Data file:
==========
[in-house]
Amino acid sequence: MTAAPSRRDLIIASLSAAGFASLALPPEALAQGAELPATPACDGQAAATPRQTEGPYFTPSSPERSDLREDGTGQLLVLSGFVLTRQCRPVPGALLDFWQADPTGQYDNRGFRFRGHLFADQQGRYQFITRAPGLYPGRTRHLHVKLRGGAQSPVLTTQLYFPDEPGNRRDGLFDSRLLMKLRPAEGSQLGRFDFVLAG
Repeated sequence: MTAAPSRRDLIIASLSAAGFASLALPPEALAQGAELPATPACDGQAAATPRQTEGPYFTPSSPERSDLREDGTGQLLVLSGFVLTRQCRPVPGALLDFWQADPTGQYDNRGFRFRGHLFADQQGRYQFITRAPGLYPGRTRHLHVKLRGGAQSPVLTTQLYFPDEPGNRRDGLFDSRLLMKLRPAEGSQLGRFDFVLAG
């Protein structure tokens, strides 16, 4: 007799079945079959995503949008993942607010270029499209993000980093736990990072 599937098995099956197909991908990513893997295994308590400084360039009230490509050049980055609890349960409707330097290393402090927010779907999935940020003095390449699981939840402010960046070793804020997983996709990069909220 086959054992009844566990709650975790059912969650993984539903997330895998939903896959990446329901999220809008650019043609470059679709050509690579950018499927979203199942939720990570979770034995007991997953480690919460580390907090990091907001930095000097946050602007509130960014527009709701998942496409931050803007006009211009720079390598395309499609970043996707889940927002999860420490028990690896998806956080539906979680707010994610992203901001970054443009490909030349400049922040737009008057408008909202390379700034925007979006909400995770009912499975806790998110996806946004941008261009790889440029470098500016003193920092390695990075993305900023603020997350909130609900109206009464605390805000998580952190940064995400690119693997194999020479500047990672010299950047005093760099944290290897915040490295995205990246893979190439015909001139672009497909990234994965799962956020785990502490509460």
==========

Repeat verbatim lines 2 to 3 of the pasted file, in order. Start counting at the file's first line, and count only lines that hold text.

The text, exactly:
Amino acid sequence: MTAAPSRRDLIIASLSAAGFASLALPPEALAQGAELPATPACDGQAAATPRQTEGPYFTPSSPERSDLREDGTGQLLVLSGFVLTRQCRPVPGALLDFWQADPTGQYDNRGFRFRGHLFADQQGRYQFITRAPGLYPGRTRHLHVKLRGGAQSPVLTTQLYFPDEPGNRRDGLFDSRLLMKLRPAEGSQLGRFDFVLAG
Repeated sequence: MTAAPSRRDLIIASLSAAGFASLALPPEALAQGAELPATPACDGQAAATPRQTEGPYFTPSSPERSDLREDGTGQLLVLSGFVLTRQCRPVPGALLDFWQADPTGQYDNRGFRFRGHLFADQQGRYQFITRAPGLYPGRTRHLHVKLRGGAQSPVLTTQLYFPDEPGNRRDGLFDSRLLMKLRPAEGSQLGRFDFVLAG